Normally pizza does not contain eggs, but eggs can be used to make the dough ready quicker. Maybe they were using eggs last night.

    I still don’t see what difference eggs would make that the toppings wouldn’t

    in reply to: Lying about games involving cholov stam #1132639

    Don’t rely on me when I say that Rav Dovid shlit”a holds chalav stam is mutar mikar hadin. Contact him directly (or a close talmid).

    Not everything that R’ Dovid holds of is the same as his father held.

    in reply to: German products that aren't cars #1067181

    How do you determine the nationality of a car? I can easily make the case that Saab and Volvo are Chinese and Jaguar is Indian. If you insist that you are correct than you’d have to agree that the BMW SUVs are American (and the Lexus RX is Canadian).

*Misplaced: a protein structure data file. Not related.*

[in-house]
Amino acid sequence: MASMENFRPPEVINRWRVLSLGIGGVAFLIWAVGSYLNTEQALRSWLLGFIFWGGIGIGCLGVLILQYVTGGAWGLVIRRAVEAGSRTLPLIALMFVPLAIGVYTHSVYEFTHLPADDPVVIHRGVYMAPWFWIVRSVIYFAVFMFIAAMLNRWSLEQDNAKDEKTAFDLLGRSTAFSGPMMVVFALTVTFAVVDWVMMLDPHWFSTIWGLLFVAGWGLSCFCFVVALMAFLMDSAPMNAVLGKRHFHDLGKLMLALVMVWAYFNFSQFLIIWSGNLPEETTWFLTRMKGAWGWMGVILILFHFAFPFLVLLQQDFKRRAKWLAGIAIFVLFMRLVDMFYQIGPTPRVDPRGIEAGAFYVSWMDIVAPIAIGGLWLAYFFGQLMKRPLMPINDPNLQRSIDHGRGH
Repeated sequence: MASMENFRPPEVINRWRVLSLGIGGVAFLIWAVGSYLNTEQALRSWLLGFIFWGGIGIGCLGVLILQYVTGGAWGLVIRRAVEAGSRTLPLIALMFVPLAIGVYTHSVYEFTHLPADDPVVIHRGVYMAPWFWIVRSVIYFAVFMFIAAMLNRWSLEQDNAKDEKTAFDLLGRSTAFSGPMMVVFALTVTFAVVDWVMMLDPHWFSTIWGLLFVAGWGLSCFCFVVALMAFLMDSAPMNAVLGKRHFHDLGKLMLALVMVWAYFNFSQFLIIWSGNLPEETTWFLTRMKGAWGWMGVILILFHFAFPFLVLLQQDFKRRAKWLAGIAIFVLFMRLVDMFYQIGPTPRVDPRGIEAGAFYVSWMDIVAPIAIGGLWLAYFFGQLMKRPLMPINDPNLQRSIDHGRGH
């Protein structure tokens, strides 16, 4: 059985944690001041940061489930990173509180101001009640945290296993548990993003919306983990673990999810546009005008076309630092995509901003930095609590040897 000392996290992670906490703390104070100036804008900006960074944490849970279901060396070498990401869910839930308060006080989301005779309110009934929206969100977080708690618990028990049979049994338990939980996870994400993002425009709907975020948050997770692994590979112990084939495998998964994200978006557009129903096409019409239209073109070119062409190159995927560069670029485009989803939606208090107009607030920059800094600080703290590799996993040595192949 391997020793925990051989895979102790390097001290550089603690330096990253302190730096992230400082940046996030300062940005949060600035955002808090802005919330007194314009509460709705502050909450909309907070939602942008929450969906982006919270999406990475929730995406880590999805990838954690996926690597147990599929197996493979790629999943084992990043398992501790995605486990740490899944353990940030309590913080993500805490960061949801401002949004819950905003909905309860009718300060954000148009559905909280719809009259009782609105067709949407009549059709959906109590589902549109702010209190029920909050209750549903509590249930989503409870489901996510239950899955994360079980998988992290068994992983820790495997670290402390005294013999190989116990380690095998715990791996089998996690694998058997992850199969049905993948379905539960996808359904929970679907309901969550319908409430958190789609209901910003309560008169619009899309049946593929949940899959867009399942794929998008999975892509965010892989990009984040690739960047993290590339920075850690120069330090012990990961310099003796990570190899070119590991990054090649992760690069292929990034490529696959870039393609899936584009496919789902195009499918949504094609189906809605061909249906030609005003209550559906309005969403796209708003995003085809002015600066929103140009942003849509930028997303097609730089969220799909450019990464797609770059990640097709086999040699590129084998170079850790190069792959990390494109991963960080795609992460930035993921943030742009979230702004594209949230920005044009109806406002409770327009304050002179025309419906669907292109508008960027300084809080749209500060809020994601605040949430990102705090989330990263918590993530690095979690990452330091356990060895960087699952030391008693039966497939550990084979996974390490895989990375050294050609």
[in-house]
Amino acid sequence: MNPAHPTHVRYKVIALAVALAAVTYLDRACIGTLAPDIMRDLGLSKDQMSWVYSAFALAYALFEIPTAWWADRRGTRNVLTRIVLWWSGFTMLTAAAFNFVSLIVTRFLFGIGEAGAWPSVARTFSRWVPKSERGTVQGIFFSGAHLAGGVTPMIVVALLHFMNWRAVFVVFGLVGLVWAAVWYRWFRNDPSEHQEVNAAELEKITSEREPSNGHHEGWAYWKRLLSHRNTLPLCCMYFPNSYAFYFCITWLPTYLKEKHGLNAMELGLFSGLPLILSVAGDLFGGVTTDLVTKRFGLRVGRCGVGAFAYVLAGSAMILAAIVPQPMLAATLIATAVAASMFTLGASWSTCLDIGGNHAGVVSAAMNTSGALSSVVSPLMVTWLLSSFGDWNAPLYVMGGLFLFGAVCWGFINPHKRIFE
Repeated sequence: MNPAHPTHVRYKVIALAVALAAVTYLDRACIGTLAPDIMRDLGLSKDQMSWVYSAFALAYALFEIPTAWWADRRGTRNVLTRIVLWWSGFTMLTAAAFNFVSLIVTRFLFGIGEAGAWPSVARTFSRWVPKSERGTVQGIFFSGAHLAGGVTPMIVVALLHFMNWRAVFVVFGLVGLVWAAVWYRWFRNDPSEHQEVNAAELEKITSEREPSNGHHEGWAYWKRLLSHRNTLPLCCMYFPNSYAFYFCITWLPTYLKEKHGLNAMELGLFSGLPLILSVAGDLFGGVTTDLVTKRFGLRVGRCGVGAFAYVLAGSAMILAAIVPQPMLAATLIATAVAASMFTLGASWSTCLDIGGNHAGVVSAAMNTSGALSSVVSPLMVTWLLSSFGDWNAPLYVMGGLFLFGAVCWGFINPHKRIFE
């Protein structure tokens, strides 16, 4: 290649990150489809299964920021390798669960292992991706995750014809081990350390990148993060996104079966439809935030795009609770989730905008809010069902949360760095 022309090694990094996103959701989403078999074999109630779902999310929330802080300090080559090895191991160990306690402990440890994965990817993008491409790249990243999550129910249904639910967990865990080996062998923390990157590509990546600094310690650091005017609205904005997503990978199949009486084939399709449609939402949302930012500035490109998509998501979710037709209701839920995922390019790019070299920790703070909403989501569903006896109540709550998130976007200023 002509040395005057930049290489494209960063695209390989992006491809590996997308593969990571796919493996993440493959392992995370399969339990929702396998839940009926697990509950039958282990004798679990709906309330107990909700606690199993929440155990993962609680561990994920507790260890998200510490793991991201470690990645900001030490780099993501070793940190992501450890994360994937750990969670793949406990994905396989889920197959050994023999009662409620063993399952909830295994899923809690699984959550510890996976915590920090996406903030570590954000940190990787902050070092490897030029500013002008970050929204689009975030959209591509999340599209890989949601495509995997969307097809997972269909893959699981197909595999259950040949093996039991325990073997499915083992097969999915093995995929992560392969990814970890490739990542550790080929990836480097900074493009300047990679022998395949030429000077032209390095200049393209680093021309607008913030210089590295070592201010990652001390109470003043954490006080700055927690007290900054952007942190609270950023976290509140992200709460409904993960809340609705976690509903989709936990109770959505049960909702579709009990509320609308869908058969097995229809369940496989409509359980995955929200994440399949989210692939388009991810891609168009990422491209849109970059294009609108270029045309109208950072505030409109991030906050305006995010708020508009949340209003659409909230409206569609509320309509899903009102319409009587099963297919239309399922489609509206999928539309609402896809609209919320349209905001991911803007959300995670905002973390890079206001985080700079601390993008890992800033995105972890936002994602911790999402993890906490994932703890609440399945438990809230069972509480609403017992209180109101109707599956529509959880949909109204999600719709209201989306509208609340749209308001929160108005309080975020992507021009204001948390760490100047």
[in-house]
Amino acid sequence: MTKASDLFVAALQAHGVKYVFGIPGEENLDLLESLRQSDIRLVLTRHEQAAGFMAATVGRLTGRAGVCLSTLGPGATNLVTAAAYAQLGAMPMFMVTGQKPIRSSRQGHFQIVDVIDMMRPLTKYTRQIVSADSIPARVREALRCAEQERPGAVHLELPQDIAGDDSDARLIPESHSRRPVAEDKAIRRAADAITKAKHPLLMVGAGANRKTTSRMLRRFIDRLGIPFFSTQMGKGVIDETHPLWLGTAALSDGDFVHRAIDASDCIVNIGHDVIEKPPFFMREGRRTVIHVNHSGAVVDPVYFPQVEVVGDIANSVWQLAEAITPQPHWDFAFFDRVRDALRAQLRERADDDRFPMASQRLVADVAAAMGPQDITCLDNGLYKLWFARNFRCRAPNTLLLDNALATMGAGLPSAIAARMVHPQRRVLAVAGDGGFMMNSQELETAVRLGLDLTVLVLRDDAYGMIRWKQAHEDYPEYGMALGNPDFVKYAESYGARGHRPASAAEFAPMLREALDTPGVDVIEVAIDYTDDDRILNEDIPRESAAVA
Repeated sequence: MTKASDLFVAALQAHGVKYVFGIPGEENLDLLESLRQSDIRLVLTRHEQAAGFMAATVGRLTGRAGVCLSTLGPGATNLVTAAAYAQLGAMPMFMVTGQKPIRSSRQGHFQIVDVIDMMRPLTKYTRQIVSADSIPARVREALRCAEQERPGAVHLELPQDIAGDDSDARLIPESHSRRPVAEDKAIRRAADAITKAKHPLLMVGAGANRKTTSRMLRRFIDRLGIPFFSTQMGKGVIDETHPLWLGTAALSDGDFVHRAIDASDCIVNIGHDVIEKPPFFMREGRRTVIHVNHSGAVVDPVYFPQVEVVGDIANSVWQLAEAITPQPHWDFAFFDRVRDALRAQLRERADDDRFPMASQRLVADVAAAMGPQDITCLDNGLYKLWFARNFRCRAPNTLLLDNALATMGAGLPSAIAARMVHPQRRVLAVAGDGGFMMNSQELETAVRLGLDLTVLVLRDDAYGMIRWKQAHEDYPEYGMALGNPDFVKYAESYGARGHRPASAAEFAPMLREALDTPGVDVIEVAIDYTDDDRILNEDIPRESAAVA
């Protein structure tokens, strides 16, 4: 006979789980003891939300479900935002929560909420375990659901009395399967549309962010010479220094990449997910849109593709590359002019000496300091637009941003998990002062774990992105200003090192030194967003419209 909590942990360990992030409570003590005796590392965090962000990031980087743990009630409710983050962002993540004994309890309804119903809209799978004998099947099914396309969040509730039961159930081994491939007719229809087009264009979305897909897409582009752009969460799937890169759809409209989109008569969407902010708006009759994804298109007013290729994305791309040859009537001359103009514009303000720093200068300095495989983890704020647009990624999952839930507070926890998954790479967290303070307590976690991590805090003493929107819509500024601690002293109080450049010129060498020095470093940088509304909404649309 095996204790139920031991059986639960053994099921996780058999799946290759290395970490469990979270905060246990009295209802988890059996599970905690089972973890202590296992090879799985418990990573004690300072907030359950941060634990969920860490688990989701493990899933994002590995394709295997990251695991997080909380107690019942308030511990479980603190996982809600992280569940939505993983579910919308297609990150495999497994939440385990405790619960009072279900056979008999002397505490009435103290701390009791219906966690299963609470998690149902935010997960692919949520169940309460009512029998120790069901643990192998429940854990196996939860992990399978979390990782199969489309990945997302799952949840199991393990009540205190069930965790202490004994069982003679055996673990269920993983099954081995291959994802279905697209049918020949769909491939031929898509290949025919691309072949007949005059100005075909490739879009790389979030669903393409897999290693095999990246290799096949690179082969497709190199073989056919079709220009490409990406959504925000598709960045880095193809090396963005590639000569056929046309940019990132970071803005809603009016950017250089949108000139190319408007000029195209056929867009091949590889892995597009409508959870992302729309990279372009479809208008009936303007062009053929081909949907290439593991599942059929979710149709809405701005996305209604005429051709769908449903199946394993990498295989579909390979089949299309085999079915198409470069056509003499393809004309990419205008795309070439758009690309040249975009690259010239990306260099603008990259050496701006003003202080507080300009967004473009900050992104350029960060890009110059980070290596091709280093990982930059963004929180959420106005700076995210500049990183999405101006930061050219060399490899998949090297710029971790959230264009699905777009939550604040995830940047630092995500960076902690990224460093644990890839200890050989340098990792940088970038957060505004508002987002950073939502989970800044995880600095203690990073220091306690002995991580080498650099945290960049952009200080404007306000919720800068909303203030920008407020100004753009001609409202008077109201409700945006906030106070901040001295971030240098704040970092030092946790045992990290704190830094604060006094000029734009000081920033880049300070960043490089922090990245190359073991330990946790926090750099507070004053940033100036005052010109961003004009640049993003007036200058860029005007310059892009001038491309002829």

in reply to: Rechnitz #1066662

    Why would he have an email address beginning with “yis”? I think that’s Freddy (Yisroel) Friedman’s address.

    in reply to: Who pays? #1065448

    (is the calculation about the age based on when the CD player was invented, or when it first became popular?)

    When it became available for purchase.

    in reply to: Bartenura'le #1065266

    I heard the blue Bartenura’le goes over very well with non jews as well.

    I’ve never seen the 375ml bottle advertised in that market.

    in reply to: Kashrus Question #1065577

    My rav told he that Rav Soloveitchik z’tz’l ate such cheese.

    No, what R’ Soloveitchik allegedly ate was a new variety that had never been manufactured with animal rennet.

    in reply to: Who pays? #1065441